I was reading an article the other days about recording artists who have produced tunes particularly tied to a specific place, or by dint of recorded output or even reputation are somehow synonymous with a destination. In this case the subject was tunes about, or which evoke, London town. Examples vary as wide as the output of two recent girls with attitude, Amy Winehouse and Lilly Allen, both of whom can be said to raise shadows of their hometown in much of their work, to The Kinks’ classics such as “Waterloo Sunset”, “Berkeley Mews” or “Shangri La”. Other examples of artists who have used Albion’s capital as a muse might include The Jam for example with “Down in the Tube Station at Midnight” or “In The City”, The Clash most notably with “London Calling”, or even our perennial British hip-hop favourites such as the London Posse or more recently Roots Manuva and Dizzee Rascal, and the newer wave of emcees bringing London’s voices to international success. Let’s not forget honourable mention at this stage also to the Pet Shop Boys’ eternally brilliant “West End Girls”, but that’s a different story
But it is a lesser known artist that I wanted to give props to here, one whose dalliance with fame was brief, but whose work can also be regarded as inextricably linked to his own upbringing on the streets of London, particularly his two greatest hits, “Police Officer” and more pertinently “Cockney Translation”. Reggae artist Smiley Culture, who died this week in sad and pretty tragic circumstances, was raised in south London. And yet it is his Jamaican heritage, as with so many black Britons in the post-war years, which led to a melding of West Indian and British culture, and which gave rise to a distinct UK style of reggae toasting, often originating from the inner cities. The immense Steel Pulse were forged in Harmsworth, Birmingham, but the UK reggae scene which gathered strength throughout the 1970s and 1980s was largely a London thing. And in the mid 1980s, Smiley Culture was one of the kings, emerging from the still mighty, mighty Saxon sound system (visitors to Notting Hill Carnival will always recognise Saxon as key stalwarts) and speaking for the black youth of London with his humorous yet often biting and on point social commentaries.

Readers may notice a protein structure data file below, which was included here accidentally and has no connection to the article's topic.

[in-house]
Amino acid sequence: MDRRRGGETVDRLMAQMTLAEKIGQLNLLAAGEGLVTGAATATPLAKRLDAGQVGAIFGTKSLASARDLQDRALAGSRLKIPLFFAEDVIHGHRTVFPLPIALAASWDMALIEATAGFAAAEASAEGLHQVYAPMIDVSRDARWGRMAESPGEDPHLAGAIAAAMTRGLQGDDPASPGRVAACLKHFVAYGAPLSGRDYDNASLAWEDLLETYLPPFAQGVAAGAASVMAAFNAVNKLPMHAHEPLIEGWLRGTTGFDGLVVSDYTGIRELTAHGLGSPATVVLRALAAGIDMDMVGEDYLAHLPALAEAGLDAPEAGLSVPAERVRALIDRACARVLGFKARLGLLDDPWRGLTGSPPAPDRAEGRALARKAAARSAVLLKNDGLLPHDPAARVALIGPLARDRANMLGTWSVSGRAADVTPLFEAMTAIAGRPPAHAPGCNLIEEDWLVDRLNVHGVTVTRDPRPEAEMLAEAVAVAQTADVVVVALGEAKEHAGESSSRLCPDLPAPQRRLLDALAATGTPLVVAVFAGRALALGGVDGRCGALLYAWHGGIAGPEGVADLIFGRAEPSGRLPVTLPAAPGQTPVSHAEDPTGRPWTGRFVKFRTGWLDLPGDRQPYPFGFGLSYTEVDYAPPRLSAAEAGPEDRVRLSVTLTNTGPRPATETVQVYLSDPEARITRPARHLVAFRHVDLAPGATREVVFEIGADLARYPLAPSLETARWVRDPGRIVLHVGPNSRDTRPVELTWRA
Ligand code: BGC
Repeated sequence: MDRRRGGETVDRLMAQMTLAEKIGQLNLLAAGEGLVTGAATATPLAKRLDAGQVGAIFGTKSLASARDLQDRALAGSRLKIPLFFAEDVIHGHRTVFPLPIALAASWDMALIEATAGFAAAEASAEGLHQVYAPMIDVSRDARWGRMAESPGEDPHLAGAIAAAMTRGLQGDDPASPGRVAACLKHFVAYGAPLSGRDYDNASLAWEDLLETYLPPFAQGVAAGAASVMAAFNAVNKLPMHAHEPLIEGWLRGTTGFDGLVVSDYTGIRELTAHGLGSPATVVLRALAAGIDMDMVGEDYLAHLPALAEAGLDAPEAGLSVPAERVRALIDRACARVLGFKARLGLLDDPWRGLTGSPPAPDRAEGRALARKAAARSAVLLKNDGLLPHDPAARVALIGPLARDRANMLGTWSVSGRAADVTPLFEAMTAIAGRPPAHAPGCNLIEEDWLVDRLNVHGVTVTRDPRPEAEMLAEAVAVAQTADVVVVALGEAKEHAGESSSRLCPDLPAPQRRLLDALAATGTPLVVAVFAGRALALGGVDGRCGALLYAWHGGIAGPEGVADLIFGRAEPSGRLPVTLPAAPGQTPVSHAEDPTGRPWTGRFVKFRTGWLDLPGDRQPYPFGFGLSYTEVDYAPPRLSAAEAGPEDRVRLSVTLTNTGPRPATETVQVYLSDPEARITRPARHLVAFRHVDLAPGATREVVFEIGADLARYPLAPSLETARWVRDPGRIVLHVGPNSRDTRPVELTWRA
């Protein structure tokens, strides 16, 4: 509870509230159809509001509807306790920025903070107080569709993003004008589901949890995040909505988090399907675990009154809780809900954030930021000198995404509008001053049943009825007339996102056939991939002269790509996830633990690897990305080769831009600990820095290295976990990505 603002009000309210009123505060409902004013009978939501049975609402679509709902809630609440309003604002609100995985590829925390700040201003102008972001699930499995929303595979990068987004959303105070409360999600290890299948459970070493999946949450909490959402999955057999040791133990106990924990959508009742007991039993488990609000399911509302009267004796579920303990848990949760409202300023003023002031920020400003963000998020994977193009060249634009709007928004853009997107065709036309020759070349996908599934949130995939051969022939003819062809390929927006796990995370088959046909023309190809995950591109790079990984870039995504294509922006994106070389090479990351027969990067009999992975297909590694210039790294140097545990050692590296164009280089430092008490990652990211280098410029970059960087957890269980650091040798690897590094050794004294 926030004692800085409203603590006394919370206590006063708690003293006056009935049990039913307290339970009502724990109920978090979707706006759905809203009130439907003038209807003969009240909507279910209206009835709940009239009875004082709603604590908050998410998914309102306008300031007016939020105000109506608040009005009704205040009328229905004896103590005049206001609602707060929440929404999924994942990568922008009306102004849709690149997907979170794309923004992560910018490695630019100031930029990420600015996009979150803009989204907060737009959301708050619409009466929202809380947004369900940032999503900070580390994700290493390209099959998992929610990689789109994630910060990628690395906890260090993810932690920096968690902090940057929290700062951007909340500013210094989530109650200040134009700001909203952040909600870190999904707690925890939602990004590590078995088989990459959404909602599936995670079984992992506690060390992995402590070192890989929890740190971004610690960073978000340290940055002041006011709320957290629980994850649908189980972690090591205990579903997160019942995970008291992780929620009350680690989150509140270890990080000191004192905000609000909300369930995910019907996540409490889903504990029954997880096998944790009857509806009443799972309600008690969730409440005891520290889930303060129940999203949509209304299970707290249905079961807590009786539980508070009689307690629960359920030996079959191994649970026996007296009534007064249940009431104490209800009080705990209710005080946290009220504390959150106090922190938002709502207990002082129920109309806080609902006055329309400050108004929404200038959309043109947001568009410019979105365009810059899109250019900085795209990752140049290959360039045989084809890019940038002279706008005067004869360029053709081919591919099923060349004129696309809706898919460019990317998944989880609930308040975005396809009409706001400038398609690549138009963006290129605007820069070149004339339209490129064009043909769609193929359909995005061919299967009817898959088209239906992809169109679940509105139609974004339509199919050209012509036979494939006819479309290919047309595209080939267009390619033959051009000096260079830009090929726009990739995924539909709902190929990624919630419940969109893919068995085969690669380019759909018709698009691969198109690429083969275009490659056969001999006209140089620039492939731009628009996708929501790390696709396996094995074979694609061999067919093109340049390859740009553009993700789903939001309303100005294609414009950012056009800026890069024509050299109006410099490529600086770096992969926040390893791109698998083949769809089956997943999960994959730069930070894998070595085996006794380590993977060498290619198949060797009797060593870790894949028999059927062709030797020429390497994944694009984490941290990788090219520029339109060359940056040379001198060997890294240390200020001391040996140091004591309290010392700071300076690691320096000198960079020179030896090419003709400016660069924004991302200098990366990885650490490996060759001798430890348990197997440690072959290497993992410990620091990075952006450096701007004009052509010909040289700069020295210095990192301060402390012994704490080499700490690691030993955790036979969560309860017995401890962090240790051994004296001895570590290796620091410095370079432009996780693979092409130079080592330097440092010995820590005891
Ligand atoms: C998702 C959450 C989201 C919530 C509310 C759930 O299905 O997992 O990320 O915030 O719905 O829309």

“Police Officer” from 1984 is the more obvious example of a song with a harder comment on police aggression behind its seemingly benign tale of escape from the long arm of the law through reggae fame, while our favourite “Shan A Shan” just bangs. But earlier single “Cockney Translation” also has its deeper points, this time masked by a quite brilliant Rastafarian’s guide to the particular language of the East End of London. Musically it is great, a lilting dub of simple piano notes and echoed drum splashes common to all dub tunes in a way, and lyrically it is just inspired. A trip of nostalgia for all those who grew up in the 1980s, and with a distinct London vibe. But on a deeper level it also served to explore the cultural differences of large groups living side-by-side in the great metropolis, a comment on social integration and migration.
It has been stated as well that it marks the beginning of the adoption of West Indian terminology and accent by large groups of white people, a trend which is seemingly at its peak today. Certainly a ride around the buses of London town will reveal a distinct number of young white kids talking as if they come straight out of Harlesden via Trenchtown, often to almost comical effect. But I digress, because in a way it also marks the continuation of an assimilation of West Indian culture into the British mainstream, particularly in music, which you can trace distinctly through punk, rare groove, acid house, drum and bass, UK garage, grime and beyond. A bit of a garbled account, but hopefully you get the message. And if not, then I can always try it again in Cockney slang, but we may be here a while.